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Saturday, September 26, 2015

A Short Review of Beer: Negra Modelo

Though its owned by Anheuser-Busch, Modelo (the largest brewery in Mexico and brewer of Negra Modelo) still keeps their operation homegrown. Pic found here

After finishing up my Stella Artois, it was time to get a new buffer beer. Buffer beers are the store-bought mainstream beers that I consume in between fill ups of my growler. Stella Artois had been my previous one, but this past weekend had me hankering for something a bit closer to home. I had my answer after a trip to one of our regularly frequented Mexican grocery stores revealed that they had Negra Modelo on sale.

It may surprise you to learn that Mexico is one of the largest brewers of beer in the world (I believe it ranks second or third in terms of production). While Mexico has always had its homegrown alcoholic beverages (pulque, tequila, etc) and a bit of localized domestic brewing since the arrival of the Spanish Conquistadors, beer brewing really came of age in the 19th Century with German immigrants from Bavaria who arrived to work in the mines in northern Mexico. These miners discovered that the water there was identical in quality to the water they used back home to make their beer. Thus, a new industry was born.

Negra Modelo (Spanish for "Black Model", likely for its dark color) is not the first Mexican beer I've consumed. That distinction goes to Corona, which I found positively disgusting the first (and only!) time I drank it. No amount of lime juice could take away the pissy flavor of that beer. My husband, after supporting my displeasure at Corona, recommended Negra Modelo as his preferred Mexican beer.

I admit, the first time I drank Negra Modelo, I did not like it. It was too bitter for my novice palette. But time, variety, and persistence have paid off and I was ready to reapproach Negra Modelo with a new perspective.

According to the website of the Crown Imports, a US-based importer of foreign beers, Negra Modelo is characterized as "made with filtered water, malted barley, hops, rice and exceptional yeast varieties, which give way to the balanced flavor and remarkably smooth taste you can only find in a Negra Modelo. Hints of caramel sweetness and dark chocolate balance out this smooth, medium bodied beer."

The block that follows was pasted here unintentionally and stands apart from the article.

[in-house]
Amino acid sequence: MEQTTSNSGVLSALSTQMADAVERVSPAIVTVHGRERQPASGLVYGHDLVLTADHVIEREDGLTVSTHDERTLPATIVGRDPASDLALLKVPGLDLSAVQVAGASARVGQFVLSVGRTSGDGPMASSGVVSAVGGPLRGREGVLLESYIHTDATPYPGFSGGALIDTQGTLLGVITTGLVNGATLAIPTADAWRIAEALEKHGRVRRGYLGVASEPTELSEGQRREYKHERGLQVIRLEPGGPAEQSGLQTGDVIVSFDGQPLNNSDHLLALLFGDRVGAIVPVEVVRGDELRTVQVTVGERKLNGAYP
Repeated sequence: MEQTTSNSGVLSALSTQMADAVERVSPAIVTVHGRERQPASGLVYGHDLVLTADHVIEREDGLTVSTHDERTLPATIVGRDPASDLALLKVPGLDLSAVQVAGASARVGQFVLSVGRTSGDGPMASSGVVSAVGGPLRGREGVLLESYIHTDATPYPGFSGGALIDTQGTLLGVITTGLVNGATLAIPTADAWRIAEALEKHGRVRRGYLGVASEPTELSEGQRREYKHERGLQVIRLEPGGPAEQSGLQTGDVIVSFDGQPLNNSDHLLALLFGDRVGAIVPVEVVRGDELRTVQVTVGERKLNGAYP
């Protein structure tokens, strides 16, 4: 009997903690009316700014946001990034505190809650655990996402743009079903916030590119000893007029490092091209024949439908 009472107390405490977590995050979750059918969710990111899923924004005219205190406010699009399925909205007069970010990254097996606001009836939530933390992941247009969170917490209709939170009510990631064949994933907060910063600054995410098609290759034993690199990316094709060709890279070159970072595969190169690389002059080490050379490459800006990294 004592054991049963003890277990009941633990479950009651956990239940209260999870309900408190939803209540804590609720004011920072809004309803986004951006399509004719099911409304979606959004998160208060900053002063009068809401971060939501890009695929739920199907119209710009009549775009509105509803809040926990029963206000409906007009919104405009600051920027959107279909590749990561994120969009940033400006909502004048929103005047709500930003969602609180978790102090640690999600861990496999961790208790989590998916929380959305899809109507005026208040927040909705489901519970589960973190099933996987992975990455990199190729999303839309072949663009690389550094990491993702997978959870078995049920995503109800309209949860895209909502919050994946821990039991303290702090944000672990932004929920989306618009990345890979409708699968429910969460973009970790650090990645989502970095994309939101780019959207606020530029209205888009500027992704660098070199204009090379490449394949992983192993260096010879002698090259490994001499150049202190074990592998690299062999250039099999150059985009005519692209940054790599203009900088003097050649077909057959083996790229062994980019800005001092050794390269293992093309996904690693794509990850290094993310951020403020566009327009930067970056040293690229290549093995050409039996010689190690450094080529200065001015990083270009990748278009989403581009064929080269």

My take: I smell and taste the malt (and it smells wonderful too!), it's still a bit on the bitter side for my liking, but I do detect just a tiny bit of sweetness if I let the beer sit in my mouth for a bit. It goes down pretty smoothly too. While technically Negra Modelo is a lager, it's a dark lager thanks to the roasted malt (the roasting process is called Munich Dunkel, which involved slow-roasting malts in the style of south German dark beer). It's definitely better this time around than when I tried it for the first time three years ago. At 5.5% ABV, there is a slight buzz, but it does not last long.

My trusty beer mug modeling Negra Modelo, back-lit by my computer screen. That dark mass in the mug is the lime floating around inside

While I'm a die-hard purist and normally avoid adulterating my beers in any way, shape or form, I do recommend adding some lime juice to Negra Modelo. I find that half a lime adds just enough zip to edge off the bitterness but not overwhelm the taste of the beer. Traditionally, Mexican beer drinkers would add lime in addition to chili powder, Worcestershire sauce, soy sauce, clamato (tomato-clam juice), seafood, fruit, salt, etc. to their beers, depending on region and personal preference. I don't particularly care for clamato as I find the tomato flavor overwhelming, but if you don't mind pretending you're drinking a hard tomato juice, by all means add it.

One thing to be said about Negra Modelo is that it's a fairly good all-purpose beer. It went well with everything from seafood gumbo to sandwiches. That sort of one-size-fits-all practicality is hard to pull off and it's something I value in beer. Previously, that all-purpose void was filled by Steel Reserve but since I've gotten away from drinking that shit, my other quest (aside from finding a good IPA) is to find a good quality all-purpose beer.

For more on the history of beer brewing in Mexico and the brands its produced, check out Wikipedia or this site for information.

As always, please enjoy responsibly

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